I read Mr. Truman Bodden’s and Mr.
John McLean’s recent letter in your paper titled ‘March is bad for Cayman’ and
I couldn’t help but shake my head.
I guess these two gentlemen must be
relying on the politician’s adage that ‘the people have short memories’.
But some of us don’t.
I remember only too well that Mr.
Bodden was the Leader of Government Business and Mr. McLean was the Exco member
(now minister) responsible for Agriculture in the National Team Government,
which was voted out of office in November 2000. And I remember clearly that despite
assurances given by Mr. Bodden and other of his team during the campaign that
all was well with the country’s finances, the new government was met with the
harsh reality that Mr. Bodden’s National Team administration h ad left the
country with a huge deficit of some $45 million.
Considering that the government
budget at the time was only some $300 million, this was a much higher deficit
in real terms than that left by the PPM.
There was also no global recession
as is the case now with the fiscal problems, which the government is presently
struggling with. It is true that there was a slowing of the US economy at the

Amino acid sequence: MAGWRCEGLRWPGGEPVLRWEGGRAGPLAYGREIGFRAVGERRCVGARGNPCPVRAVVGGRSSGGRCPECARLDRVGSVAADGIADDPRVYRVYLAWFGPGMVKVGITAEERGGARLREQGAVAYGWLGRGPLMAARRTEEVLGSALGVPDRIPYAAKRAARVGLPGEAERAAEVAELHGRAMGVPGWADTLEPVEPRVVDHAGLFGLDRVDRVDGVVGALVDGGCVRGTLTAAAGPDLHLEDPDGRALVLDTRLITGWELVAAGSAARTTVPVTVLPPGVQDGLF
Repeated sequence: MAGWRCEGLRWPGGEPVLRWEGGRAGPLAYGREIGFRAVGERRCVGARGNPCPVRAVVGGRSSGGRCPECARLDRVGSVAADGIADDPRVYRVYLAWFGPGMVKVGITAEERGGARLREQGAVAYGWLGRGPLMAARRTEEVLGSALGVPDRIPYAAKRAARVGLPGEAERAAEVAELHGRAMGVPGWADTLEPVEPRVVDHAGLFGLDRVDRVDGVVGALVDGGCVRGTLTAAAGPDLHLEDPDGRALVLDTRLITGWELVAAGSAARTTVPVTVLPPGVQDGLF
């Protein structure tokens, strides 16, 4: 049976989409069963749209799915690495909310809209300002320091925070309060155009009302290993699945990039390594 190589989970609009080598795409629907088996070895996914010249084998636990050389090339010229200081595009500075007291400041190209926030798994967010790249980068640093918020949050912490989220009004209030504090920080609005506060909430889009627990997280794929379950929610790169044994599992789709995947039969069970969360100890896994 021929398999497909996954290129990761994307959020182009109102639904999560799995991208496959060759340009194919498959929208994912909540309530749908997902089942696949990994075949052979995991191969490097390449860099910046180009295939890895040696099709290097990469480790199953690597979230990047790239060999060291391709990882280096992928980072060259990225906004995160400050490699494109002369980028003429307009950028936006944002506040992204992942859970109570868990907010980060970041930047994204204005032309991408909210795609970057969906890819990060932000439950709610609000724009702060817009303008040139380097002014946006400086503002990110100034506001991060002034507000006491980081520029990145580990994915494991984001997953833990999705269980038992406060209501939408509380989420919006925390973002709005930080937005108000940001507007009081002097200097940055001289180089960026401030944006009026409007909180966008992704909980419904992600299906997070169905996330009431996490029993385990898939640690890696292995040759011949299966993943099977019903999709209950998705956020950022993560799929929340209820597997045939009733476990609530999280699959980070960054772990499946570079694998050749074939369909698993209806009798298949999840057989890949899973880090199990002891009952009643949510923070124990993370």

time, but nothing approaching the scale of the present global meltdown.
Given the above facts, which can
easily be checked by anyone who doubts me, I would suggest that Messrs. Bodden
and McLean are perhaps not the best qualified people to be commenting on fiscal
prudence and condemning other administrations.
The trust of the matter is that the
PPM did have the courage and determination to address a range of issues, which
successive administrations had failed to do, not least of these being needed
infrastructure and education. Had Mr. Truman in his 20 years as a legislator,
16 of which he spent in Executive Council, caused his government to make
greater investments in needed infrastructure such as school buildings,
hurricane shelters and roads, there would not have been so much for the PPM to
do. And if he had not taken such an elitist approach to education and had he
been m ore transparent about the results being achieved by the government
education system at the time, perhaps the recent past Minister of Education
Alden McLaughlin would not have had such a monumental task to undertake in
reforming the entire system plus having to build new, modern facilities.
And had Mr. Truman acknowledged the
existence back then of gangs in the high school instead of dismissing them as
merely groups and done something about it at the time, perhaps violent crime
would not be what it is in Cayman today.
As for Mr. McLean, there isn’t much
that can be said about his tenure as an Exco member except that he did then as
he does now, he followed wherever Mr. Truman led.